Third, to the extent that you have a people that identify with the Old Testament, looking to the promises to Abraham and the Torah-law, you have a Jewish people with veils remaining over their eyes, just as Paul described them in the first century (2 Cor. 3:14-15). James Jordan and others claim that the Jews ceased to exist after 70 AD, but I don’t find this argument compelling at all. Yes, the Old Covenant vanished at 70 AD with the temple and sacrifices, meaning that the temple approach to God has entirely ceased. There is no more animal sacrifice that foreshadows the final sacrifice of Christ. This is why the Zionist dreams of renewing the sacrificial system are terribly misguided and blasphemous. But just as the Jews existed in exile during the Old Covenant without sacrifices or temple, they can continue to exist for centuries, and they have. And on a purely historical note, it is simply astonishing that for all the nations that have come and gone and disappeared into the dustbin of history, there is a people called the Jews that still exist against all odds. Related, the Jewish people have never been some kind of “pure race” in terms of genetics and bloodline. The only reason the Bible traces genealogies in the Old Covenant is for the sake of the Messianic line. God promised that the seed of the woman would come and crush the head of the seed of the dragon (Gen. 3:15), and God promised that seed from Abraham (Gen. 12, 15, 17). And so Jesus has come, the seed of the woman, the seed of Abraham, the son of David. But there was always a mixed multitude in Isreal: from Abraham’s 318 fighting men, to the many Egyptians that joined Israel in the Exodus, from Rahab to Ruth to the Queen of Sheba and King Solomon’s reign, many joined themselves to Israel over the centuries. Israel was always a covenanted-people, bound by common faith and customs, and yes, marriage often joined these peoples over generations ethnically, but it was never genetic-centric. So regardless of what modern Jews are genetically, they clearly continue down to the present as a people who identify with the covenants of Abraham and the Torah of Sinai.
Fourth, the Jews are partially blinded, and apart from Christ, these covenants only add to their condemnation, but by the same token, the Old Testament grants them more light than Muslims, Hindus, atheists, or any other non-Christians. This is why Jews are frequently very high functioning people having embraced and specialized in some of the common grace principles of business and prosperity highlighted in the Old Testament, using those skills for good and evil over the centuries. And this is often why the Jews are such hated people. But for Christians, this means that we have a people who are primed for the gospel and share a muddled but similar worldview. They are monotheists who have some respect for the Ten Words. That’s more common ground than many modern leftists or squishy conservatives. The modern nation of Israel also provides some pretty significant opportunities for missionary work and evangelism both in Israel and throughout the Middle East.
Fifth, and to return to Paul’s point in Romans 11, the goal is to provoke the Jews to envy and emulation. Paul says that this is why he preaches so hard to Gentiles: in order to provoke his countrymen to emulation (Rom. 11:14). James Jordan argues that this can’t possibly still be in effect since Christians don’t have what modern Jews want. He writes, “Talmudic Jews are looking for a completely different kind of kingdom.” Likewise he writes, “Modern Jews are not in the least provoked by the fact that non-Jews believe the Gospel. Modern Jews get angry with Jews convert [sic], not when “Gentiles” do. In this respect, Modern Jews are just like any other non-Christian group. This is strong evidence that Romans 9-11 is concerned only with the early days of the Church.” But it seems to me that this is not entirely accurate and to the extent that it is somewhat true, it is largely to our shame. On the one hand, as Christendom flourished in the late middle ages and into the Reformation era, there actually was something of an influx of Jews into the Kingdom provoked by the superior learning, arts, sciences, and business practices of the Protestant Christian West. But it is also true that Christians have frequently so “spiritualized” the kingdom completely misunderstanding and misconstruing the language and nature of the New Covenant. While it is true that Christ’s Davidic Kingdom is not purely material or political, it is simply not true that it is not material or political at all. All authority in heaven and on earth have been given to Jesus, and it is on that basis that we disciple all the nations (Mt. 28). Jesus promised that all who gave up houses and lands and families for His sake would receive them back a hundred fold in this life with persecutions, and in the life to come, eternal life (Mk. 10:29-30). The blessings of Deuteronomy are now offered to all of the nations of the earth.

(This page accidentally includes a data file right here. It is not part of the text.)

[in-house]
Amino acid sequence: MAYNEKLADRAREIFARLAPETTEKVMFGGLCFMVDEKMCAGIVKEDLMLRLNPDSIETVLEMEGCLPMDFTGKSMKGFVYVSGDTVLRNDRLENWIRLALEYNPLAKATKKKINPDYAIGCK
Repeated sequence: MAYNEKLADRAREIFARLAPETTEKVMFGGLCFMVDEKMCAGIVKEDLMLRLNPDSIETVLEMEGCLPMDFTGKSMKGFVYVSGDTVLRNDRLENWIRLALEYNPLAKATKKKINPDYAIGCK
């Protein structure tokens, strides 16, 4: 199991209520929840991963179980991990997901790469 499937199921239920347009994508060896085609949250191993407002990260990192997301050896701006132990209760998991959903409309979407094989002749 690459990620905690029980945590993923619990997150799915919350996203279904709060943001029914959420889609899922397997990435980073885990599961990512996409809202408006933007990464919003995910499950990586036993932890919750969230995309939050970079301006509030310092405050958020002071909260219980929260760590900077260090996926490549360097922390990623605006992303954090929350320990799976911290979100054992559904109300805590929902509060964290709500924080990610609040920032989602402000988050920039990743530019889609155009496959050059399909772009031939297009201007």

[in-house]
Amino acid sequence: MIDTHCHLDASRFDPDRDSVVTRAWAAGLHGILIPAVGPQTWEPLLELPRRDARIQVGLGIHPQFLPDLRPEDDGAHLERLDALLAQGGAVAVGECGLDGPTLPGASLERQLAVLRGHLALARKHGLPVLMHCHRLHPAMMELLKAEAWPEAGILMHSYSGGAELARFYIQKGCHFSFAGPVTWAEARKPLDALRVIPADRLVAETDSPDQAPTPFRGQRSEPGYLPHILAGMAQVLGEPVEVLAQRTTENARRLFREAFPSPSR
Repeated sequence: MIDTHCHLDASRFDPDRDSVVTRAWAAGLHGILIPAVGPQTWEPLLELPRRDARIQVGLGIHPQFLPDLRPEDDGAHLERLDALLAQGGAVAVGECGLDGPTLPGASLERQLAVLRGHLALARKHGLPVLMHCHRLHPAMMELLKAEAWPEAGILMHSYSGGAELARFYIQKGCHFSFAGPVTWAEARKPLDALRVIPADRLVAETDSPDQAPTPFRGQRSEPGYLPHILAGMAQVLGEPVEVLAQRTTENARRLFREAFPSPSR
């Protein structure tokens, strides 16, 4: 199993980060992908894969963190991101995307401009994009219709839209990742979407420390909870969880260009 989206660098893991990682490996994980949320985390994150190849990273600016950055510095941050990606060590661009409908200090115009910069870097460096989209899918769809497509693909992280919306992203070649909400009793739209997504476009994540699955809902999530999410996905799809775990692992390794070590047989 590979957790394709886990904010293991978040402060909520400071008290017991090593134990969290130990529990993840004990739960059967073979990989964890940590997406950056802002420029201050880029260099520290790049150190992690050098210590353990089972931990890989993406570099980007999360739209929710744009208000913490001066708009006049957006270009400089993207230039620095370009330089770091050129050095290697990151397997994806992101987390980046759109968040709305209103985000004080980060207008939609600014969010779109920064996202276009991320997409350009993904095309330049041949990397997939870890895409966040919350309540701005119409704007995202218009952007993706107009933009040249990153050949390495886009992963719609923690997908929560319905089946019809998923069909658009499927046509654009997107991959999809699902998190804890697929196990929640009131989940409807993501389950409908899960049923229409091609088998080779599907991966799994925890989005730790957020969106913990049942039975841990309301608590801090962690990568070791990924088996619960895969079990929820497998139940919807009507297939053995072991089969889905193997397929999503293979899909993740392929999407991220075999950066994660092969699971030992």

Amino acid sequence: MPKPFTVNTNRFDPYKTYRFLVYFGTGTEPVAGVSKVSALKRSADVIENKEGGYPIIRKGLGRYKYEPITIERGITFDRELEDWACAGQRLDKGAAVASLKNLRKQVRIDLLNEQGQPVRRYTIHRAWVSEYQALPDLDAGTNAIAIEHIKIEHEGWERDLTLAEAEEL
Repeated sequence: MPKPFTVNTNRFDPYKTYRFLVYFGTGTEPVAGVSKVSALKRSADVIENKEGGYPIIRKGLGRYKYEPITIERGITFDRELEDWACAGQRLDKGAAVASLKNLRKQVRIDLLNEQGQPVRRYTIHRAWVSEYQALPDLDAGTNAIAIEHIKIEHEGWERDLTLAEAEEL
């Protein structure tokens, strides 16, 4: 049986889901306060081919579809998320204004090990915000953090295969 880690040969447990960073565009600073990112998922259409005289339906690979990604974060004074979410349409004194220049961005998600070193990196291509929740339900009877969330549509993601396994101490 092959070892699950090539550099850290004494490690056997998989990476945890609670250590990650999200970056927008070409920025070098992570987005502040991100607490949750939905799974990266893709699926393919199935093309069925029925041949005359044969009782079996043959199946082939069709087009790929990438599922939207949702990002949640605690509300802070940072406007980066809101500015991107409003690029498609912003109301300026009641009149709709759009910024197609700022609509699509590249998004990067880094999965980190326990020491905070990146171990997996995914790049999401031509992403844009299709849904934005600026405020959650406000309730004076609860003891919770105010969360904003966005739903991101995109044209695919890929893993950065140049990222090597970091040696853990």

This final point is reason enough not to become Israeli sycophants, not to mention its cowardice and unseemliness, but rather, as our friend, James Rayment, has argued, we ought to strive to be good friends, faithful friends with Israel (and Palestine for that matter), which means supportive of goodness and justice but also the kind of friends who are faithful to wound and correct when they are wrong. And our overarching goal should be to be the kind of faithful people and nation that once again is supremely blessed – blessed with a right knowledge of the living God through Jesus Christ, blessed with the wisdom of His word in all of our affairs, and so blessed, as Deuteronomy says, in our families and fields and endeavors that all of the nations see the blessing and are provoked to want it, especially the Jews, and seeing our good works, they come and glorifying our Father in Heaven through Jesus Christ.